Main Navigation

5 Household Fire Hazards and How To Protect Yourself

In light of National Fire Prevention Week from October 9th – 15th, 2011, we have gathered five of the most common household fire hazards – and how you can protect yourself:

1. Cooking

Cooking fires are the number-one cause of fires and fire-related injuries in the home. Most kitchen fires start on the stove top due to unattended (or inattentive) cooking.   When you cook, be alert.  Don’t cook when you are drowsy, or when you have consumed alcohol.  Always stay in the kitchen when you are frying, broiling or grilling; check regularly when simmering, baking, roasting or boiling food.

If you have a cooking fire, just get out.  Close the door behind you as you leave to help contain the fire, and call 9-1-1.  If you attempt to fight the fire by yourself, always be mindful that others and you have a clear way out.  When cooking with butter, oils or fat, always have a lid nearby to smother small grease fires.  Slide the lid on the pot and turn the burner off.  Leave the lid on until the pot is completely cooled.  NEVER pour water on a grease fire.  If you have an oven fire, turn off the heat and keep the oven door shut.

2. Candles

As the days get shorter and more dreary, candles can provide just the right coziness to curl up inside.  But don’t forget – candles are open flames and can easily ignite anything that can burn.

Always blow out all candles before you leave the room or go to sleep, and keep candles at least 12″ away from anything flammable.  Place them in a sturdy candle holder, and put them out before they reach the bottom.

Avoid using candles in a power outage; instead, have flashlights and battery-powered lights ready.  Never light a candle if oxygen is used in a home.

3. Heating

Heating equipment is a leading cause of home fire deaths.  Half of all heating fires are reported during the months of December, January and February.  Being warm in winter is nice; being safe and warm is crucial!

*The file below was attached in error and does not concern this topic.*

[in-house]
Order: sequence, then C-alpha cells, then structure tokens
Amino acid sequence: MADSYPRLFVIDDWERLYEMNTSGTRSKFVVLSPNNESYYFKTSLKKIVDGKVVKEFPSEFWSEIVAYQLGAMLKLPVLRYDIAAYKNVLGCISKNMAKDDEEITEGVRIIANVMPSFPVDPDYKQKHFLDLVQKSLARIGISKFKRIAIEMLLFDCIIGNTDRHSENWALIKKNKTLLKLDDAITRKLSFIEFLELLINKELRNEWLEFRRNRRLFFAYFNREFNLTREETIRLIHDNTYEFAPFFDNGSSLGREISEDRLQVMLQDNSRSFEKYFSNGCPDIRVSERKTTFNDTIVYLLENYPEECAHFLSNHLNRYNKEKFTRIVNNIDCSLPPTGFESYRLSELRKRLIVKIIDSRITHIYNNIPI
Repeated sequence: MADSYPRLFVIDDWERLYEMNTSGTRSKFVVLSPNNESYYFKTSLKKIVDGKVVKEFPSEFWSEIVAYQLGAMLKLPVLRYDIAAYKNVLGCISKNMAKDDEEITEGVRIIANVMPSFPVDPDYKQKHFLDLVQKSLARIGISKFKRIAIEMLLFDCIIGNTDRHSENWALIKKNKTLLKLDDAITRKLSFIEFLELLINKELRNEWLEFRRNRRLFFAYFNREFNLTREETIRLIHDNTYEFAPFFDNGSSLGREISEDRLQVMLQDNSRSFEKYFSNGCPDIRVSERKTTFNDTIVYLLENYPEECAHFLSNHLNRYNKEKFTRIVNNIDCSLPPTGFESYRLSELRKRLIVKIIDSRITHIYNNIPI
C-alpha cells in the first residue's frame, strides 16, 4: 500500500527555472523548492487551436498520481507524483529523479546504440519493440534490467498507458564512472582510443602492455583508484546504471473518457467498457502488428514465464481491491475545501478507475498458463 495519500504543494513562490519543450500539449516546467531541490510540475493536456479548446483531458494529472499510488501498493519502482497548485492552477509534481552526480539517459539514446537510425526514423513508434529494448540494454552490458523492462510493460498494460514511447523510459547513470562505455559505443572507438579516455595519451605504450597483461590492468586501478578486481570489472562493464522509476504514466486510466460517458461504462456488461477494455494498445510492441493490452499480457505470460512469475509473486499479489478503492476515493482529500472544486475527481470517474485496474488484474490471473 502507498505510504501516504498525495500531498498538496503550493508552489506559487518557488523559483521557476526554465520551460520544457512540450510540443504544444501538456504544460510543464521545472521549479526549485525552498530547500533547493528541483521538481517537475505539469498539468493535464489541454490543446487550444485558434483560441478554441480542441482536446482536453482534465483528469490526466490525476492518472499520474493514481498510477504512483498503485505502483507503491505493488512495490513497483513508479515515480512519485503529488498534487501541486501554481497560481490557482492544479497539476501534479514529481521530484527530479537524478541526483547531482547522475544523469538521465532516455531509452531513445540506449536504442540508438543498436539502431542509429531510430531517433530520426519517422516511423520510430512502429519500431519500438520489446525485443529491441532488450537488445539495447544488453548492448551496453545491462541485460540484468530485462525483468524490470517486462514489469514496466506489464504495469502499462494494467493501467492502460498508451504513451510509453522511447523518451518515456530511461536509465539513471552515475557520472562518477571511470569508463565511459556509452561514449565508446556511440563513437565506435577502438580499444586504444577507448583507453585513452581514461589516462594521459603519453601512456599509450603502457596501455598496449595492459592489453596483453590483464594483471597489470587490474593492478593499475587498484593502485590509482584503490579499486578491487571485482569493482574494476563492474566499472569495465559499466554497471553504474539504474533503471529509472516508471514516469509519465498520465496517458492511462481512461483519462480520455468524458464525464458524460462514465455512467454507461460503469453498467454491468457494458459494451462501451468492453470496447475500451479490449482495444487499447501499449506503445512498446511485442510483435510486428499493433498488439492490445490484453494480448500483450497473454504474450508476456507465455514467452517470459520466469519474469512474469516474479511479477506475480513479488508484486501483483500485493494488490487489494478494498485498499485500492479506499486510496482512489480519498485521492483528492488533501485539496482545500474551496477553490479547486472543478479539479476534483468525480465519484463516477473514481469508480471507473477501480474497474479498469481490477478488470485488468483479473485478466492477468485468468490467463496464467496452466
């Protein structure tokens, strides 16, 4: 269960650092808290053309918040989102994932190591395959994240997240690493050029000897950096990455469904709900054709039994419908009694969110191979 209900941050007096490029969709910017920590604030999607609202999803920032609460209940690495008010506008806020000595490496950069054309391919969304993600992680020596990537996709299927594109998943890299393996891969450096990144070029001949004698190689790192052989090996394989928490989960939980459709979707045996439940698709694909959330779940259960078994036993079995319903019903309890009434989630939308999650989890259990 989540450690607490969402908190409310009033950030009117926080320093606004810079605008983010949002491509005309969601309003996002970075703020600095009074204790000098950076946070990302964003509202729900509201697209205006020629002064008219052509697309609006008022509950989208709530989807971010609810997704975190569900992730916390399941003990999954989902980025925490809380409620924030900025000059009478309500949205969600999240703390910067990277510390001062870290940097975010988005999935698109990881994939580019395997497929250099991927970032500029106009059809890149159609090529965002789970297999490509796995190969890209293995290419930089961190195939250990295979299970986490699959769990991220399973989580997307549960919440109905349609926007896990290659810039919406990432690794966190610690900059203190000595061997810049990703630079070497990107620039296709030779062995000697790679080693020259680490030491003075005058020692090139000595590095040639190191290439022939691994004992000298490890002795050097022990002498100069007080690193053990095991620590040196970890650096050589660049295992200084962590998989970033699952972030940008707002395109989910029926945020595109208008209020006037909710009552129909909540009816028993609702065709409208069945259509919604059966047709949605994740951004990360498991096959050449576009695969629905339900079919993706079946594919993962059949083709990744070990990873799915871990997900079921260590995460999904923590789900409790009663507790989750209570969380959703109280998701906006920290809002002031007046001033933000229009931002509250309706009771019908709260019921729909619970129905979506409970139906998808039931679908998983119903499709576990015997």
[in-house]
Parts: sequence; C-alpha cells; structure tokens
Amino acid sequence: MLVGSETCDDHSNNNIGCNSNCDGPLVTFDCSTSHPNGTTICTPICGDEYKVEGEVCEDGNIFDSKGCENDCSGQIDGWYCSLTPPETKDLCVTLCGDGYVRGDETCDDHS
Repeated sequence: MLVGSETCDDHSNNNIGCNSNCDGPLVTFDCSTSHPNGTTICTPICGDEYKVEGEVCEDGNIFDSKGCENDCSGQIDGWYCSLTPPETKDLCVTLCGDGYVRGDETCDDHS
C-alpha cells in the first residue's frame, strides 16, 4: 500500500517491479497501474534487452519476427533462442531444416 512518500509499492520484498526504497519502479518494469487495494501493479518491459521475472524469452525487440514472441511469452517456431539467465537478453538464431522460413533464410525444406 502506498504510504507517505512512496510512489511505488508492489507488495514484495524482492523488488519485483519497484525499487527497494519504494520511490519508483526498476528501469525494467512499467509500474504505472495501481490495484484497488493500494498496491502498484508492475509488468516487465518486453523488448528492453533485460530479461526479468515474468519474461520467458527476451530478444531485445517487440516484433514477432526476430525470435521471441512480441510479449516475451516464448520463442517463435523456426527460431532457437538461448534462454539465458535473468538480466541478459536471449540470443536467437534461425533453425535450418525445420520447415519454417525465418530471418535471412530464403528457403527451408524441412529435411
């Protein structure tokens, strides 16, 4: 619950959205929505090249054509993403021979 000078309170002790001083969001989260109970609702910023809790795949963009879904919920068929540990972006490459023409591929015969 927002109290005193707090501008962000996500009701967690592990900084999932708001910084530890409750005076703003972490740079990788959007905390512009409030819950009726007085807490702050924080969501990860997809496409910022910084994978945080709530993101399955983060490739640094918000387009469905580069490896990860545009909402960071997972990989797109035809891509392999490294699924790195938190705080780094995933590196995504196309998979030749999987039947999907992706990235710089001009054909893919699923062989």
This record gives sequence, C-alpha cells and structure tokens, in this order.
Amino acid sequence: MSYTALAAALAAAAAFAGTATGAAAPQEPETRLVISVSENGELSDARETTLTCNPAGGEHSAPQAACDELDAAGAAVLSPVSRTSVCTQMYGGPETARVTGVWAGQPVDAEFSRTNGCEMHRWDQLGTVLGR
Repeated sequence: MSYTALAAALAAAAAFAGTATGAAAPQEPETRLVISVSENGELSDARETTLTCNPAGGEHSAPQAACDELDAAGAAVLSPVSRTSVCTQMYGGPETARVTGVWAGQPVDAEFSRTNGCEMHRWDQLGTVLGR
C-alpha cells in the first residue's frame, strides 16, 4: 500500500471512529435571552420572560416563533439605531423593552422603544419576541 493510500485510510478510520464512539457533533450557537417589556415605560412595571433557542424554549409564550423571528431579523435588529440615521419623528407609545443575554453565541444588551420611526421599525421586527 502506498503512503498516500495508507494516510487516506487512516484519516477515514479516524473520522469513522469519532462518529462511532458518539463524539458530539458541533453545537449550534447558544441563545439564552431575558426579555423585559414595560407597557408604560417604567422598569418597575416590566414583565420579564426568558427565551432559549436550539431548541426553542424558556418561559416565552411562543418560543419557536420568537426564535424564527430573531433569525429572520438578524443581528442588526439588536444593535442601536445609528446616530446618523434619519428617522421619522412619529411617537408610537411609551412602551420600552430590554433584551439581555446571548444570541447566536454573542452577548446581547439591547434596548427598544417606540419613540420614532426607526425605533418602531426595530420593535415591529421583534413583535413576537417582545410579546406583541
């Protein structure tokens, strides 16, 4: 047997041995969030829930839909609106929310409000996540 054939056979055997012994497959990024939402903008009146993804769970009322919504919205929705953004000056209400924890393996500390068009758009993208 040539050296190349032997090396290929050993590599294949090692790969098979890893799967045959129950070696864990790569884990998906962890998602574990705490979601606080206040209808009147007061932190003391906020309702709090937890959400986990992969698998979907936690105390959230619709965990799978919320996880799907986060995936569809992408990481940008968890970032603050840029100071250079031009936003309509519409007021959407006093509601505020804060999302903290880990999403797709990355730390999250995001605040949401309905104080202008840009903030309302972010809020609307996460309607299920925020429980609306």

Whether you have a furnace, fireplace, wood stove or portable space heater, be sure to keep a 3 foot “kid-free, pet-free and clutter-free” safety zone around the heating source.

Be sure to have heating equipment installed by a professional and according to code.  Have chimneys inspected and cleaned annually by a professional.  Make sure your fireplace has a sturdy screen to keep sparks and glimmering ashes from flying into the room.

Turn space heaters off before leaving the house or going to bed.

Test your smoke alarms monthly, and replace batteries twice a year.

4. Electrical

It wakes us up in the morning, brews our coffee, and allows us to do our jobs and watch our favorite shows at night:  Electricity sure makes our world go round.  But it can also light our world on fire if it’s not installed properly.

Have all electrical work in your home done by a professional electrician.

Only plug one heat-generating appliance (such as a toaster or coffeemaker) into an outlet at one time.

Avoid using extension cords to permanently plug in appliances.  Extension cords are meant for temporary, short-term use.  Rather, have a professional electrician install more receptacle outlets so you can avoid using extension cords.

In your kitchen, bathroom, garage, basement, and all your outside outlets use Ground Fault Circuit Interrupters (GFCIs), which shut of an electrical circuit when it becomes a fire hazard.

Use light bulbs that don’t exceed the maximum wattage on the lamp or fixture (check the sticker.)

Don’t overload any one outlet by attaching extension cords or too many appliances.  Call an electrician or your landlord if you notice discoloration around the outlet, a tingling feeling when you touch an appliance,  frequent problems with blowing fuses, flickering lights, or sparks from an outlet.

5. Clothes Dryers

The leading cause of clothes dryer fires is failure to clean them properly.  An easy fix!

Never operate your dryer without a lint filter, and be sure you clean the filter before or after each load.  Also check the drum and remove lint that may have collected.  About once a year (or when you notice your laundry takes longer to dry), clean lint out of the vent pipe.

Gas dryers should be installed and inspected by a professional to make sure all connections are intact and don’t leak, and electric dryers should be properly connected,  grounded, and serviced.

Clothes that have come in contact with flammable solutions like gasoline or paint thinner should not be thrown in the dryer!  Instead, lay them outside to dry fully first, then wash and dry them as usual.

Don’t leave your dryer running when you leave your house or when you go to bed.

 

Source:  www.nfpa.org

Start Quote Call/Text Claims Payments
Skip to content